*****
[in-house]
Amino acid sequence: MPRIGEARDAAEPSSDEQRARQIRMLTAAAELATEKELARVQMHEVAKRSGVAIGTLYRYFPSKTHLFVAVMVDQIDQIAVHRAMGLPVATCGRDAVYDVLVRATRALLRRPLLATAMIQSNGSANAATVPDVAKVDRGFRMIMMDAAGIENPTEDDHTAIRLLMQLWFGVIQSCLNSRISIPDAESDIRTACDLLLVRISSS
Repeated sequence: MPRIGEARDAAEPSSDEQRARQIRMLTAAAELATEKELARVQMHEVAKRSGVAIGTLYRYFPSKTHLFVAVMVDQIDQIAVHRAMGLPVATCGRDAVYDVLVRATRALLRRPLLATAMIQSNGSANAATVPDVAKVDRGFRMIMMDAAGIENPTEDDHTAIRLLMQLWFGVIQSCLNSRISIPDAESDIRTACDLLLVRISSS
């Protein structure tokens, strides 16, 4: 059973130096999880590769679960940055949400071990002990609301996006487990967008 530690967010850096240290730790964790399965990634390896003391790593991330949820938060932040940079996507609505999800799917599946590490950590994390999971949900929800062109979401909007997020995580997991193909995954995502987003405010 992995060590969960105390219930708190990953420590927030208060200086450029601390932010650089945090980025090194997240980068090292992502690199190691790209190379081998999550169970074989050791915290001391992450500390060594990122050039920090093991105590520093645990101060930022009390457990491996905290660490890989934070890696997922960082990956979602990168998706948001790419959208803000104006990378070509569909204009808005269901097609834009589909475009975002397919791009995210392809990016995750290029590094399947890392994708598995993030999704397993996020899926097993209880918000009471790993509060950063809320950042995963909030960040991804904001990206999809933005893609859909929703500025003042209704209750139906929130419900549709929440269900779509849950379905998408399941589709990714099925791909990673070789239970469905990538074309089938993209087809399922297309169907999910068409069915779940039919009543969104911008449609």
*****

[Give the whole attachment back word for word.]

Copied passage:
[in-house]
Amino acid sequence: MPRIGEARDAAEPSSDEQRARQIRMLTAAAELATEKELARVQMHEVAKRSGVAIGTLYRYFPSKTHLFVAVMVDQIDQIAVHRAMGLPVATCGRDAVYDVLVRATRALLRRPLLATAMIQSNGSANAATVPDVAKVDRGFRMIMMDAAGIENPTEDDHTAIRLLMQLWFGVIQSCLNSRISIPDAESDIRTACDLLLVRISSS
Repeated sequence: MPRIGEARDAAEPSSDEQRARQIRMLTAAAELATEKELARVQMHEVAKRSGVAIGTLYRYFPSKTHLFVAVMVDQIDQIAVHRAMGLPVATCGRDAVYDVLVRATRALLRRPLLATAMIQSNGSANAATVPDVAKVDRGFRMIMMDAAGIENPTEDDHTAIRLLMQLWFGVIQSCLNSRISIPDAESDIRTACDLLLVRISSS
């Protein structure tokens, strides 16, 4: 059973130096999880590769679960940055949400071990002990609301996006487990967008 530690967010850096240290730790964790399965990634390896003391790593991330949820938060932040940079996507609505999800799917599946590490950590994390999971949900929800062109979401909007997020995580997991193909995954995502987003405010 992995060590969960105390219930708190990953420590927030208060200086450029601390932010650089945090980025090194997240980068090292992502690199190691790209190379081998999550169970074989050791915290001391992450500390060594990122050039920090093991105590520093645990101060930022009390457990491996905290660490890989934070890696997922960082990956979602990168998706948001790419959208803000104006990378070509569909204009808005269901097609834009589909475009975002397919791009995210392809990016995750290029590094399947890392994708598995993030999704397993996020899926097993209880918000009471790993509060950063809320950042995963909030960040991804904001990206999809933005893609859909929703500025003042209704209750139906929130419900549709929440269900779509849950379905998408399941589709990714099925791909990673070789239970469905990538074309089938993209087809399922297309169907999910068409069915779940039919009543969104911008449609």